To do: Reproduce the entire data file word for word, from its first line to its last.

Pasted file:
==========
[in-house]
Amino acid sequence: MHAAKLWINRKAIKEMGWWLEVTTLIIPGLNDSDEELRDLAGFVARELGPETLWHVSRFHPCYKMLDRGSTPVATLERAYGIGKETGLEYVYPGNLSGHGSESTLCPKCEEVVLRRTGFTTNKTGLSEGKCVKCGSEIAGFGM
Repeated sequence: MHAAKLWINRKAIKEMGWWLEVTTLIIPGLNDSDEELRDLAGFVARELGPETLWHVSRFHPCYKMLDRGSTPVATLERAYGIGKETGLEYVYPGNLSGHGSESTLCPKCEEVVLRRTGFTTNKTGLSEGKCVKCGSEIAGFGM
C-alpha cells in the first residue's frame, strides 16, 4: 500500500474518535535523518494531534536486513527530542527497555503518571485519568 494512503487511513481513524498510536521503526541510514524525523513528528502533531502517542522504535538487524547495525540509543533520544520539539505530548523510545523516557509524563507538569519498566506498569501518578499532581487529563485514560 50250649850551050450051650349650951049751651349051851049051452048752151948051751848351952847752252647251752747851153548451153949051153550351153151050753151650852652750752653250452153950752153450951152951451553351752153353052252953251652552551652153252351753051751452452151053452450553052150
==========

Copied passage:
[in-house]
Amino acid sequence: MHAAKLWINRKAIKEMGWWLEVTTLIIPGLNDSDEELRDLAGFVARELGPETLWHVSRFHPCYKMLDRGSTPVATLERAYGIGKETGLEYVYPGNLSGHGSESTLCPKCEEVVLRRTGFTTNKTGLSEGKCVKCGSEIAGFGM
Repeated sequence: MHAAKLWINRKAIKEMGWWLEVTTLIIPGLNDSDEELRDLAGFVARELGPETLWHVSRFHPCYKMLDRGSTPVATLERAYGIGKETGLEYVYPGNLSGHGSESTLCPKCEEVVLRRTGFTTNKTGLSEGKCVKCGSEIAGFGM
C-alpha cells in the first residue's frame, strides 16, 4: 500500500474518535535523518494531534536486513527530542527497555503518571485519568 494512503487511513481513524498510536521503526541510514524525523513528528502533531502517542522504535538487524547495525540509543533520544520539539505530548523510545523516557509524563507538569519498566506498569501518578499532581487529563485514560 50250649850551050450051650349650951049751651349051851049051452048752151948051751848351952847752252647251752747851153548451153949051153550351153151050753151650852652750752653250452153950752153450951152951451553351752153353052252953251652552551652153252351753051751452452151053452450553052150